This would've been easier to take if I was still chasing Predators. But I'm not. After I'd read that the State Department would take only a month to process my apostille, I gave my one-month notice at work. I retracted it as quickly as possible after I learned of the State Department's true colors, but the damage was done: my superiors had already begun searching for a replacement. And they found one, and he'd quit his job to work with us, and he needed to work full-time to support himself and his wife. So there it was: I was out. There was no getting around it. No plea bargain, no parole board, no second chance. October 28 was officially my last day. It's my first week off and already I'm going crazy.

So I made a decision this evening. I decided that I would polish off that bottle of über-peaty Ardbeg 10-year-old Scotch that's been sitting on the pantry shelf for eons.

More importantly, I decided that I would swallow my pride. I went out to the living room and asked my parents (who had just forked over $500 to replace the leaf springs on my Jeep) for a loan of $4500 to complete my commercial pilot's license. It was hard, but I felt it was the right thing to do. They had extended the offer previously, and I had refused it. But now I feel like I have no other choice. I've got to start making money somehow, and my journalism résumé is far too anemic to do me any good in this economical climate. I'd wanted to get my instrument rating first (only one checkride that way), but that's another 45 hours with an instructor. I only need 38 more hours of PIC (pilot-in-command) time to get my commercial license, excluding checkride prep with an instructor and the actual test. If I go down to the airport every day and fly an airplane around for an hour or two, making landings at towered airports and doing a few long cross-countries and night flights, then I'll be up to speed in no time. Then, hopefully, I'll pass my tests on the first try and be able to saunter forth into the world of commercial aviation.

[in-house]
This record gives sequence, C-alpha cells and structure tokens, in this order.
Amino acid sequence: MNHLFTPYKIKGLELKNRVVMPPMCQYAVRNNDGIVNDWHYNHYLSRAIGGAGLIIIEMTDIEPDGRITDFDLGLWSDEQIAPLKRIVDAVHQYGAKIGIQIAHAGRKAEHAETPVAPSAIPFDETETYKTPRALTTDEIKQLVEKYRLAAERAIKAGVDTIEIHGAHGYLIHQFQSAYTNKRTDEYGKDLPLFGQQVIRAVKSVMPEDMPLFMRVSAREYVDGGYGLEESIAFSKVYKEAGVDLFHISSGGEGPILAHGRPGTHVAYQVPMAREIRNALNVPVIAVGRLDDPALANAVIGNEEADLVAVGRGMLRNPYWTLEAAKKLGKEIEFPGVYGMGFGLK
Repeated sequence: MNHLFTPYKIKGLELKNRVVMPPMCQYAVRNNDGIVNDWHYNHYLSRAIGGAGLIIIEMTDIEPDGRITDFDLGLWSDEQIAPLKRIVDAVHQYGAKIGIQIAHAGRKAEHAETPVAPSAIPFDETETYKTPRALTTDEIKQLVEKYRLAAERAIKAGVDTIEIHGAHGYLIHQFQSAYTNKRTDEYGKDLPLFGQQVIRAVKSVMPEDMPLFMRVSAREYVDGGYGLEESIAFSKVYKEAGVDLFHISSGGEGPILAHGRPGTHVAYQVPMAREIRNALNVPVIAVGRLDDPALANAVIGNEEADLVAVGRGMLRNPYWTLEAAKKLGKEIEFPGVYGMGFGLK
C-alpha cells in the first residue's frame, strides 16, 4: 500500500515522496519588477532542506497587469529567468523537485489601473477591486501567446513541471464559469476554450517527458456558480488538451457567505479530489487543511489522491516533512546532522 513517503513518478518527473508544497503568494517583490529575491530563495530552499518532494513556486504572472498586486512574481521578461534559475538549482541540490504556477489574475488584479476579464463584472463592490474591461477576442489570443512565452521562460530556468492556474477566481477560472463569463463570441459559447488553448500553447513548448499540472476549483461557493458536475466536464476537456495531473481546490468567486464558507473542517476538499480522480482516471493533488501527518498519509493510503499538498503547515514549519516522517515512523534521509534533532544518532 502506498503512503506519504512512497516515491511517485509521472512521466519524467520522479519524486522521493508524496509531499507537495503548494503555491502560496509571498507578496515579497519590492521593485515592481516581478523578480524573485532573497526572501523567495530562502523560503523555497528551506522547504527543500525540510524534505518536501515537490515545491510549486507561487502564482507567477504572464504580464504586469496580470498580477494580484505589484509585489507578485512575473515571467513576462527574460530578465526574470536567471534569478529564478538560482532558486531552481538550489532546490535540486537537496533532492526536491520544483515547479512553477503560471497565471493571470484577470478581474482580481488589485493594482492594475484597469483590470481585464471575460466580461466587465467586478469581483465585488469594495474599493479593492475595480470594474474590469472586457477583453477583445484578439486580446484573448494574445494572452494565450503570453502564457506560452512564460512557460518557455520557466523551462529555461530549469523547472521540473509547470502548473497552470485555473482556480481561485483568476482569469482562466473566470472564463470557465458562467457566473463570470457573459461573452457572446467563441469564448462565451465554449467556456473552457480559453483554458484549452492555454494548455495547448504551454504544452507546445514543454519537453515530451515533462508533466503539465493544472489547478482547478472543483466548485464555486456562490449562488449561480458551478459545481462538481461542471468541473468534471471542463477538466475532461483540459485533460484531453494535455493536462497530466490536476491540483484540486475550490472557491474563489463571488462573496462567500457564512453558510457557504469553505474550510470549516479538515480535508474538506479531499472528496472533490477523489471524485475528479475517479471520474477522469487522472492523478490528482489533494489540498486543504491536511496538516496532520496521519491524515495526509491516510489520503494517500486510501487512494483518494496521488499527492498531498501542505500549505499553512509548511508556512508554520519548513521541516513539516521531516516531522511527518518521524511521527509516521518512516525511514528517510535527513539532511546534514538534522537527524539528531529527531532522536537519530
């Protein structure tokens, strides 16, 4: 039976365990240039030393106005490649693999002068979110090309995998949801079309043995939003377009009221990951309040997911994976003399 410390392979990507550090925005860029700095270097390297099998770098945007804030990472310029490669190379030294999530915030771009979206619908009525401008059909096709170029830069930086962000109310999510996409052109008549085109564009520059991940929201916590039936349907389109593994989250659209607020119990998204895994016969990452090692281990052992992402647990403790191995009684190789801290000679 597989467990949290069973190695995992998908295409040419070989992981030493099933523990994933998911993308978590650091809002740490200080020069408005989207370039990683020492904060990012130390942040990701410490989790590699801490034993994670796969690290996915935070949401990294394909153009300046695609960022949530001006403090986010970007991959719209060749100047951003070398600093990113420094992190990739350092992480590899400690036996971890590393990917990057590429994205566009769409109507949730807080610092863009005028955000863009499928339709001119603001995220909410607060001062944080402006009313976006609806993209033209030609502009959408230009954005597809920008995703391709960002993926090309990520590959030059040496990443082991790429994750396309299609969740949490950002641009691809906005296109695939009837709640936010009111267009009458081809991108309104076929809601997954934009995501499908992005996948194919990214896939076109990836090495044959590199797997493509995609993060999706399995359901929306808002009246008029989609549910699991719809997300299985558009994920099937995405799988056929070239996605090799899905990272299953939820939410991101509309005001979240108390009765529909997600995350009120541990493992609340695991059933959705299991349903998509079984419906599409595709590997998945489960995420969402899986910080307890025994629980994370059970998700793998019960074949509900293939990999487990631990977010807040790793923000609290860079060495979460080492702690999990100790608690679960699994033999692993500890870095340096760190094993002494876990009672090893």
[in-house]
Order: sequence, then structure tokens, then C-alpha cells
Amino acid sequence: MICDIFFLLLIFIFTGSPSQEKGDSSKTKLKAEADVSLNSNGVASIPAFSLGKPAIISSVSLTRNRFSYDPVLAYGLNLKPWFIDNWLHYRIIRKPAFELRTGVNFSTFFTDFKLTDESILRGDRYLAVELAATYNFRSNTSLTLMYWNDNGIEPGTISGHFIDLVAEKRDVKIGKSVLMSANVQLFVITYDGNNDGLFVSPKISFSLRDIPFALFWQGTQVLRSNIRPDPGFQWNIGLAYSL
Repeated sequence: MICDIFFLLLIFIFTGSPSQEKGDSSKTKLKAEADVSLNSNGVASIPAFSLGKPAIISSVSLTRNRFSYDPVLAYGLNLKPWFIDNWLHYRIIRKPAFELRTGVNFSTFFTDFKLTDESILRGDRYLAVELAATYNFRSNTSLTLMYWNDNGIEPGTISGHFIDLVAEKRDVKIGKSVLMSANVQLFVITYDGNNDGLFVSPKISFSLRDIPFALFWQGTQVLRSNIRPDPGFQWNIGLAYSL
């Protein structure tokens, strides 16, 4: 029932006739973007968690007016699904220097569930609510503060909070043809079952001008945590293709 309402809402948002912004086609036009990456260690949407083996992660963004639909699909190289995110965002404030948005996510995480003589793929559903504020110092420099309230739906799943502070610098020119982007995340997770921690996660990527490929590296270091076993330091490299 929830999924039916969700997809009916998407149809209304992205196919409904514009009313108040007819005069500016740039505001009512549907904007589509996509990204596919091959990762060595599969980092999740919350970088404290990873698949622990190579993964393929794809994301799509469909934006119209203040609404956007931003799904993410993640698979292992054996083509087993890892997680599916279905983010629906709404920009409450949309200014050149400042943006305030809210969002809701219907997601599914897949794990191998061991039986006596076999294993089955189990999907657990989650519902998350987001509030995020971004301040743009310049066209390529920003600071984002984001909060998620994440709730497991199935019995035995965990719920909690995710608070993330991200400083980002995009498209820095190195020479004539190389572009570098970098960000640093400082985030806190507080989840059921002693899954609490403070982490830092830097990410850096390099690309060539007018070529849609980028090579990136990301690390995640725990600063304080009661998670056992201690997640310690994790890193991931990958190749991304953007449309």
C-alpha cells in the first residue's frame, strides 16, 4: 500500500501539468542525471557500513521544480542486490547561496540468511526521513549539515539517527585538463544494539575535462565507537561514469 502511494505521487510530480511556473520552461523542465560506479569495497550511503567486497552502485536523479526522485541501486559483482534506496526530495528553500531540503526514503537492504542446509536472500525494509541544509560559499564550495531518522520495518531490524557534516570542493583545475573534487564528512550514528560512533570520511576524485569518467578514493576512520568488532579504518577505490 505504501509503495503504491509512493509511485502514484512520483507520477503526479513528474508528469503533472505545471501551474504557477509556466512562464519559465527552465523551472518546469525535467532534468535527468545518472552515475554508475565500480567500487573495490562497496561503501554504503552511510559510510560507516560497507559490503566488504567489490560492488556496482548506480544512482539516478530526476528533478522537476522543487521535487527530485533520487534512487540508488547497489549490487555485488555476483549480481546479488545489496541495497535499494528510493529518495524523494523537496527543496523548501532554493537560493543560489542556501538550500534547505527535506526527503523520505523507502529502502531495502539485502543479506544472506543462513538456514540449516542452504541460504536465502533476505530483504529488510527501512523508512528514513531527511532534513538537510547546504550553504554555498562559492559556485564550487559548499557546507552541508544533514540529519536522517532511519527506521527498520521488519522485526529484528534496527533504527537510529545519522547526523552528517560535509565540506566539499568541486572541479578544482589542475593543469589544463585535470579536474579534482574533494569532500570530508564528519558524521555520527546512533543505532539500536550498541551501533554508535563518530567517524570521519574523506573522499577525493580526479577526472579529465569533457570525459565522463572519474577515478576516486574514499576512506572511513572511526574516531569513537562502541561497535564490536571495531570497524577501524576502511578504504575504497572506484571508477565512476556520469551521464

And I'll use my first paycheck to reimburse my parents' loan. I promise.

Hold me to that, will you?


Jane Jones said...

Oh boy. That is terrible news. I am so sorry that your plans fell through so completely.

I loved your walking out into the desert plan. Sometimes you feel like drastic measures, whether they be as simple as just leaving, is what is needed to balance out what is going on inside your head. Beautifully written.

I also understand the living-at-home dilema. I love my family an incredible amount, but it is such a struggle to be an adult and trying to make adult decisions while they can't help but feel you are still their child living under their roof. Hmm, good luck.

Lastly, January isn't too far away these days. And if you can't keep busy with obtaining your pilots license and polishing off that Scotch (oh man! I'm dying for a snifter (? I think?) now) then you can catch up on reading, start a new story, or watch all 11 seasons of M*A*S*H... trust me, it's worth it.

Claire Dawn said...

SOrry to hear things didn't work out. At least you only have to wait until January and not next August/September.

Good luck on the license. And let me know when you got out to Korea. I should nip across and see you guys. :)

Postman said...

Thanks for the understanding, Jane. And trust me, you wouldn't want a snifter of THIS Scotch. It's so peaty that it tastes like saltwater.

M*A*S*H!!! That's just what I need to cheer me up! [runs for the living room]

Cheers, friend.

Claire: True. If I had to wait a whole 'nuther year I'd have to think of something else to do. And you should definitely come see us if we make it to East Asia. I need to reassure myself that you're still alive after that 'orrible tsunami.